Living5 reasons why your nails can fall off

5 reasons why your nails can fall off

Nails are transparent keratin plates that grow from their root, located under a thin fold of skin called the cuticle.

Nail growth continues throughout life , but it is faster in fingernails than in toenails and tends to slow down with age.

The nail or the also known “nail plate” has functions such as facilitating the manipulation of objects , helping to exert greater pressure during touch and even maintaining balance when walking.

They are attached to the body by the nail bed, which is the place where the nails receive blood and nutrition from the body that allows them to grow and stay healthy. As they grow, the new cells push out the older cells. These are the ones that acquire a hard consistency and form of a plate that can later be cut without pain, because they do not have living cells.

What health information can our nails transmit?

Curiously, the nails, like the skin, transmit relevant information about our own health. In many cases, its manifestations reveal an undiagnosed pathology.

For example, pale, brittle nails reflect nutritional disorders, such as anemia . When they appear bluish, also known as cyanosis, they indicate problems with oxygenation in the blood, but there may be an underlying cause such as heart problems or Raynaud’s disease.

We have the “watch glass nails” or also called bilateral clubbing that constitute a thickening of the distal phalanges of the fingers and toes. Its most frequent causes are lung disease in 75-80% of cases and even heart disease in 10-15%. Some of these diseases can be cystic fibrosis, COPD, congenital heart disease, etc.

Causes of a nail falling off

The word “ onycholysis ” is made up of Greek roots and means “separation of the nail from the finger”. Onico which means ‘nail’ and lysis which means “destruction”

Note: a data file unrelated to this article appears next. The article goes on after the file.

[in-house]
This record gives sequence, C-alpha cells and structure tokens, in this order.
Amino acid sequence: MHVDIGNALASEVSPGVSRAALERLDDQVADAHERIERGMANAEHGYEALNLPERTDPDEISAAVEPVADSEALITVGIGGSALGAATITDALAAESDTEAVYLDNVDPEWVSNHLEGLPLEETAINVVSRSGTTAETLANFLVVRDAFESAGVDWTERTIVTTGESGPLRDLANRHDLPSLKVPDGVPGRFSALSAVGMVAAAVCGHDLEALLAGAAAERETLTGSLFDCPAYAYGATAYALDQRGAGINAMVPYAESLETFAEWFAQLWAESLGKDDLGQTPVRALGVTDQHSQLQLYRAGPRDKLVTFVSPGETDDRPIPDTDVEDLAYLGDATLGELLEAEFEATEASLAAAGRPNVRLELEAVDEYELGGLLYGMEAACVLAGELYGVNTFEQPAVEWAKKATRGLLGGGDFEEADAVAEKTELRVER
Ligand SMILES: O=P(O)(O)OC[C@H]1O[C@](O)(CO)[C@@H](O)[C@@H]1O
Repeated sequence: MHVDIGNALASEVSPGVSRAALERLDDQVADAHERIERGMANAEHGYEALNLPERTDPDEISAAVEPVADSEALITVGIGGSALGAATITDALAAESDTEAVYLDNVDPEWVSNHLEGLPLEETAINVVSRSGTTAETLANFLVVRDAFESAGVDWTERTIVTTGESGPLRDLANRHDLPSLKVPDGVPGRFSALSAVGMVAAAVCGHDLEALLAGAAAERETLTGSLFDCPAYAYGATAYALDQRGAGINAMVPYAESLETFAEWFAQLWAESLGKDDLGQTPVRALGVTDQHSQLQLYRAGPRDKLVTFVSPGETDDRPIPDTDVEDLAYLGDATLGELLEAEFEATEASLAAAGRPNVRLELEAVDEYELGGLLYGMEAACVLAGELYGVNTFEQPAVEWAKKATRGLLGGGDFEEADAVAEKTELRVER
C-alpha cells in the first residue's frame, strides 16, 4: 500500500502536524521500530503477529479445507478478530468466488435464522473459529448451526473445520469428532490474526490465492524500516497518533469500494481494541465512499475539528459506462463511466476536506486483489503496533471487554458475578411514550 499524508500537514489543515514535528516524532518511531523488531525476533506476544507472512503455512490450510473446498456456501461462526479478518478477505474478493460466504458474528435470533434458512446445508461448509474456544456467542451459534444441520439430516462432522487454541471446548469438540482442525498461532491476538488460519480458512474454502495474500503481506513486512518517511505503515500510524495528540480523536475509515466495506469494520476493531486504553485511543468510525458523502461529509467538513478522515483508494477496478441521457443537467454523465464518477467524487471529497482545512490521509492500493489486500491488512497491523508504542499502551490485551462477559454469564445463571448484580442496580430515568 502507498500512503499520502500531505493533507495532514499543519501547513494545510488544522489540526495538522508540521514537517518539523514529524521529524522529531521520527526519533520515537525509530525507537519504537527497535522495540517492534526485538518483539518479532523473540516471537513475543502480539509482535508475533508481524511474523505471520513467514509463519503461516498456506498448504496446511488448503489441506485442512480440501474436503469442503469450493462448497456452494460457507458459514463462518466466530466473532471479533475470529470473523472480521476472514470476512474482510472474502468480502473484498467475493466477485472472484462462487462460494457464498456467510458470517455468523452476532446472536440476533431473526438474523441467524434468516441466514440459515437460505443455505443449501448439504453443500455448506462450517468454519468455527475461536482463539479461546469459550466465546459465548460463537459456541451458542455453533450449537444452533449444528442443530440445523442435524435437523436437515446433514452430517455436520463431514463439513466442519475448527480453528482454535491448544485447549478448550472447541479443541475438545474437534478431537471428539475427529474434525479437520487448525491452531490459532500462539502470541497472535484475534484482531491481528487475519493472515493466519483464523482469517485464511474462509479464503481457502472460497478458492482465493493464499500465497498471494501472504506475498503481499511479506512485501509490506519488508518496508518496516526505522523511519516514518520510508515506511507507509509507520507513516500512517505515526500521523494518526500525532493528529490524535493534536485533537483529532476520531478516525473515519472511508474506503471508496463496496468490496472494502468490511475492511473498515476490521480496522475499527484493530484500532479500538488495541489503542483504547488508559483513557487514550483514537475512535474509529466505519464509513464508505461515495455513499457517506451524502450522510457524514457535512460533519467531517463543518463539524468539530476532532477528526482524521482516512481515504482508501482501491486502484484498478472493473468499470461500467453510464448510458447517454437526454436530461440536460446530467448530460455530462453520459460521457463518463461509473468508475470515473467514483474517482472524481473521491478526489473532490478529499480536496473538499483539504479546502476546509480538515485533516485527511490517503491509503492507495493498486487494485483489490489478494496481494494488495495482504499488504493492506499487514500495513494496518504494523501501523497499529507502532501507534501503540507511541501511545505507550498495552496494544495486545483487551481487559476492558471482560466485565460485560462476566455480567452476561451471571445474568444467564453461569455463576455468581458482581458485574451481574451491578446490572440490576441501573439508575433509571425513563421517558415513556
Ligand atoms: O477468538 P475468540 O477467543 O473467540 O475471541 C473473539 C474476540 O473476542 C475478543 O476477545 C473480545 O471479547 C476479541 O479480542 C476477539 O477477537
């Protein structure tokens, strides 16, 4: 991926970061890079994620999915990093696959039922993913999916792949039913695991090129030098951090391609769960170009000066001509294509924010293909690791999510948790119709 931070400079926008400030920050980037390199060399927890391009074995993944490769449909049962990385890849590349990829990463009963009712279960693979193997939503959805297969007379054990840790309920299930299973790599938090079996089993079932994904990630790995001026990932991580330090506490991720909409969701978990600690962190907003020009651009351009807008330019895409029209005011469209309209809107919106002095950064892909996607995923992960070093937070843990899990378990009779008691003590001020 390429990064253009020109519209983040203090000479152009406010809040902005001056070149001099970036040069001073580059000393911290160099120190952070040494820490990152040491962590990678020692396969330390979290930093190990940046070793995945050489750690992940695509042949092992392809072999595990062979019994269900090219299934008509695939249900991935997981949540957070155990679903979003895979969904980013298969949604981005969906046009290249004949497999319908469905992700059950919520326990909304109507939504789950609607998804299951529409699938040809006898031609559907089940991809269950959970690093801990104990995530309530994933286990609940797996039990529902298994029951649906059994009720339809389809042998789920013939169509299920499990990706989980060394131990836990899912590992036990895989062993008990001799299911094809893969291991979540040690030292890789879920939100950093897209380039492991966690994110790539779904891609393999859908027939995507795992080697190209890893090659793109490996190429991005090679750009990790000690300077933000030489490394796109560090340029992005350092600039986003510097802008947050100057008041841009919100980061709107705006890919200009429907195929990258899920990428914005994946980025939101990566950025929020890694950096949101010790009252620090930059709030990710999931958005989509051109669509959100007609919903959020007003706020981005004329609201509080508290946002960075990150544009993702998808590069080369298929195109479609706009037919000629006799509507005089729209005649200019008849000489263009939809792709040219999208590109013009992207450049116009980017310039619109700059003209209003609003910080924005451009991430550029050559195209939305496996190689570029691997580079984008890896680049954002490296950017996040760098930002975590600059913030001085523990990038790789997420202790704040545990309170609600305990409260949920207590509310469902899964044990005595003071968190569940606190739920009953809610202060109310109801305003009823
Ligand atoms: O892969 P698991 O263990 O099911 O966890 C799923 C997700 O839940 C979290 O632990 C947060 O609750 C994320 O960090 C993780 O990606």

The complete detachment of a nail or onycholysis, consists of the painless and inflammation-free separation of the nail bed plate in the proximal area, with a new nail appearing below. It can affect both toenails and fingernails.

Main causes for which a nail detaches

Digital trauma is one of the most frequent emergencies attended in the emergency services. They mainly affect children and young adults, and are mostly caused by typical trauma such as a slamming door or being hit with a hammer.

Some cancer treatments can cause damage or changes to the nails. As is the case with chemotherapy. If you are receiving treatment in cycles, your nails may start to grow more slowly between cycles, but may produce white horizontal lines on the nail plate, called Beau’s lines .

Beau’s lines are surface indentations that can appear when growth in the area is interrupted by injury and/or disease. These lines are harmless and will usually disappear once the treatment is over.

Unfortunately, psoriasis does not only affect the skin, but can affect other parts such as the joints and nails. There is nail psoriasis that affects more than half of people living with psoriasis.

Small dimples, yellow-orange spots, small stretch marks, thickening and even falling of the nail can be observed, causing pain in the person’s daily life.

Another of the causes by which a nail can detach is nail tumors . In particular, there is a worrying sign known as Hutchinson’s sign. It is a black, gray or brown discoloration that extends around the nail. This sign may indicate the appearance of a melanoma. There may also be other types of cancer in the surrounding tissues but not in the nail and causing it to fall.

Infections are also a common cause of nail detachment. We call paronychia the infection of the skin that occurs around the nails. Biting your nails or pulling out what we commonly know as a hangnail can cause a bacterial or even fungal infection (candida)

Because of the infection, the nail may look chipped, misshapen, or have an unusual color. The main alarm symptom is pain, redness and swelling. Occasionally pus-filled blisters may appear.

These are just some of the most common causes of nail loss. If we want to minimize the risk of damage, we must pay attention to maintaining a self-care routine to prevent possible complications. Don’t forget that observing can help identify possible health problems. Consult a specialist if you have any doubts.

Bibliographic references

Elika Hoss, MD., 2021. Paronychia
Meseguer Yebra, P., & Meseguer Yebra, C. 2013. When nails fall off: onychomadesis. Primary Care Pediatrics, 15(58), e67-e70.
Núñez, PM, Alonso, ER, González, JM, & González, MP 2020. Nail trauma, what is it? and how to treat it? Family medicine. SEMERGEN , 46 (2), 140-144.
Toribio, M., & Galnares, E. 2009. Acropaquias. Family Medicine-SEMERGEN , 35 (8), 415-417.

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